"Doesn’t That Hurt?" Jackie Lewis
Let’s break down the question.
“Doesn’t that hurt?” Yes, it hurts. Now you look away awkwardly, unsure of the appropriate response. Maybe a well-intended offering of “I could never do that.” Yes, you could, and you would.
“Doesn’t that hurt?” Sometimes. Now you change the subject, my non-committal response allowing the conversation to shift with ease. We acknowledged the blood, or the holes in my body, and you feel better.
“Doesn’t that hurt?” No, not really. Now that I uphold my side of the social contract, hiding my truth in order to defend your comfort, you look relieved. “You’re so brave!” No, I’m not.
Once, I tried “Yes, but it doesn’t matter.” Why? “I still have to do it.” This is your least favorite response. It evokes a heavy feeling we go to extreme lengths to avoid. Powerlessness. You can’t carry that. You try to shove the feeling back, attempting to find a solution or at least justification. (See also: “Have you tried…?” or “Did you eat a lot of sugar as a child?”) I don’t blame you.
That sinking, anxious, almost guilty feeling is the unanswered ringing of cognitive dissonance. It’s the endless, fruitless loop of trying to reconcile suffering without cause. I understand. The mind wants reason, order, or at least faith in a higher purpose, but chronic illness is a bottomless chasm of senseless chaos.
My body doesn’t understand. Pain is the body’s warning that something is wrong. It tells us to stop. Every infusion site, injection, lancet, needle and tube in my skin, is physical dissonance. Inflict pain to feel better. It fits in the sick theme of autoimmune disease. My body, in trying to help, hurts itself. I have to carry it.
“You get used to it” or “It gets easier.” These are empty promises to a 12 year old. The burden doesn’t get lighter the longer it’s held and I don’t get stronger either. I find ways to shift the weight but I can’t put it down. During a particularly hard week 14 years later, I wrote that my condition is:
“That feeling of carrying all your grocery bags in one trip, seeing the treadmill tick down the last minutes of an intense workout, being an hour away from your weekend on a Friday afternoon. Except there are no kitchen counters, there is no 0:00, and there is no Saturday.”
I have Type 1 Diabetes. I have an insulin pump and insulin pens. I have a fear of door knobs and drawer pulls (look up insulin pump tubing). I have calloused fingertips. I have scar tissue. I have a shorter life expectancy. I have an aversion to pocketless dresses and being touched on my hips or stomach. I have anxiety. I have depression. I have wondered if death would be easier. I have no idea if I can have children. I have to eat. I have to test. I have to test again. I have to stop eating. I have to count carbs, count bites, count units, count to 5 before pulling the needle out. I have to ask for help. I have to explain. I have to be patient. I have no more strength today.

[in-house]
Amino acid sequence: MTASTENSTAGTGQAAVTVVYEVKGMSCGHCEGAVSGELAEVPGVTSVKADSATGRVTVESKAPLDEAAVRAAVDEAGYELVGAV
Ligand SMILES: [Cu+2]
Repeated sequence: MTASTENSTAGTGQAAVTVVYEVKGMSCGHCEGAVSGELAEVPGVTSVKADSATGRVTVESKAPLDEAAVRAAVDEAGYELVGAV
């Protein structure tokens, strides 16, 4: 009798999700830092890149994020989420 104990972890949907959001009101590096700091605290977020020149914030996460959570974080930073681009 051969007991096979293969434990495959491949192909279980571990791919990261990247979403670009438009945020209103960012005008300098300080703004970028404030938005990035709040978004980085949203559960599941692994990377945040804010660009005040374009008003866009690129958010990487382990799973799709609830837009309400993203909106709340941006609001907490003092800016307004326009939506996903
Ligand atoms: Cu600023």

I have learned how to carry on when there is nothing left. So, I will tell you it hurts only sometimes and we can close that door and move along, isolated. But, if you want to stay, if you don’t mind holding something heavy, ask, “How does it feel?”
Hurt that doesn’t feel futile fuels my future. Sometimes we do what is painful in order to survive.
About the art:
After reading Jackie's story, I looked to my book of stones and did some searching on stones with relatable healing properties. Jackie also indicated that she wanted burgundy or blood red incorporated, as those colors represent to her both pain and vitality.
I found Tiger Iron, which not only had some of these colors, but also had significant healing capabilities that reflected some of the issues Jackie shares in her story. So this painting is of a slab of Tiger Iron - this is a stone of strength, stamina, and courage. Tiger Iron is useful for self-healing, especially from chronic illnesses.
It can instill vibrational harmony in the kidneys, lungs, intestines and pancreas. It aids in strengthening the blood and muscles, and reinforces patterns of health, personal power, focused will, mental clarity and groundedness. I then included a quote by Gerda Weissmann Klein which I felt powerfully summed up the essence of Jackie's story.
I hope this piece will bring Jackie continued strength, vitality, and courage in the midst of pain.